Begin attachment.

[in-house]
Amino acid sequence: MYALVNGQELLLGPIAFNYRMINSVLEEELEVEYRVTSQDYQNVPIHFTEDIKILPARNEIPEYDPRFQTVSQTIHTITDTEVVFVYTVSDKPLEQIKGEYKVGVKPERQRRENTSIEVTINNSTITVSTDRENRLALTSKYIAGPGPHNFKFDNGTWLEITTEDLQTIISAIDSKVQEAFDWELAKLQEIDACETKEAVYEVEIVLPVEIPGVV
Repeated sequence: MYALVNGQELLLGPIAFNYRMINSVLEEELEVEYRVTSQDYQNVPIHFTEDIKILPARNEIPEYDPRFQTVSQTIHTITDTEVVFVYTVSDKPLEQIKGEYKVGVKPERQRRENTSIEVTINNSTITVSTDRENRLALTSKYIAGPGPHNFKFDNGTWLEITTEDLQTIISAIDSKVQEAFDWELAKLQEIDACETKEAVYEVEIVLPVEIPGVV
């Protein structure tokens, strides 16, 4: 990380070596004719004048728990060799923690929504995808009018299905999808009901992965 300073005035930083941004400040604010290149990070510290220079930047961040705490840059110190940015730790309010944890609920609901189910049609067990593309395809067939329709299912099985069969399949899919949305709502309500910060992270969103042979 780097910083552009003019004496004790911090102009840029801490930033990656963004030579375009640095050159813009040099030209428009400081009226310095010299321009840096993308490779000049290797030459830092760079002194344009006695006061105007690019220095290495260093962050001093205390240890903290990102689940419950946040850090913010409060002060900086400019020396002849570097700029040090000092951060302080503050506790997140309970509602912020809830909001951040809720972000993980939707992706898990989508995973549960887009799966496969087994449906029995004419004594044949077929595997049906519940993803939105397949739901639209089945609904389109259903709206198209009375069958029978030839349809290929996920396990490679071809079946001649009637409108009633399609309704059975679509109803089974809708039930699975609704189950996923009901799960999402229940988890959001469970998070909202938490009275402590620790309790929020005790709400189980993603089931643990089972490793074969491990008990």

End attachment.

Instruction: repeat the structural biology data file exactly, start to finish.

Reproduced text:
[in-house]
Amino acid sequence: MYALVNGQELLLGPIAFNYRMINSVLEEELEVEYRVTSQDYQNVPIHFTEDIKILPARNEIPEYDPRFQTVSQTIHTITDTEVVFVYTVSDKPLEQIKGEYKVGVKPERQRRENTSIEVTINNSTITVSTDRENRLALTSKYIAGPGPHNFKFDNGTWLEITTEDLQTIISAIDSKVQEAFDWELAKLQEIDACETKEAVYEVEIVLPVEIPGVV
Repeated sequence: MYALVNGQELLLGPIAFNYRMINSVLEEELEVEYRVTSQDYQNVPIHFTEDIKILPARNEIPEYDPRFQTVSQTIHTITDTEVVFVYTVSDKPLEQIKGEYKVGVKPERQRRENTSIEVTINNSTITVSTDRENRLALTSKYIAGPGPHNFKFDNGTWLEITTEDLQTIISAIDSKVQEAFDWELAKLQEIDACETKEAVYEVEIVLPVEIPGVV
């Protein structure tokens, strides 16, 4: 990380070596004719004048728990060799923690929504995808009018299905999808009901992965 300073005035930083941004400040604010290149990070510290220079930047961040705490840059110190940015730790309010944890609920609901189910049609067990593309395809067939329709299912099985069969399949899919949305709502309500910060992270969103042979 780097910083552009003019004496004790911090102009840029801490930033990656963004030579375009640095050159813009040099030209428009400081009226310095010299321009840096993308490779000049290797030459830092760079002194344009006695006061105007690019220095290495260093962050001093205390240890903290990102689940419950946040850090913010409060002060900086400019020396002849570097700029040090000092951060302080503050506790997140309970509602912020809830909001951040809720972000993980939707992706898990989508995973549960887009799966496969087994449906029995004419004594044949077929595997049906519940993803939105397949739901639209089945609904389109259903709206198209009375069958029978030839349809290929996920396990490679071809079946001649009637409108009633399609309704059975679509109803089974809708039930699975609704189950996923009901799960999402229940988890959001469970998070909202938490009275402590620790309790929020005790709400189980993603089931643990089972490793074969491990008990």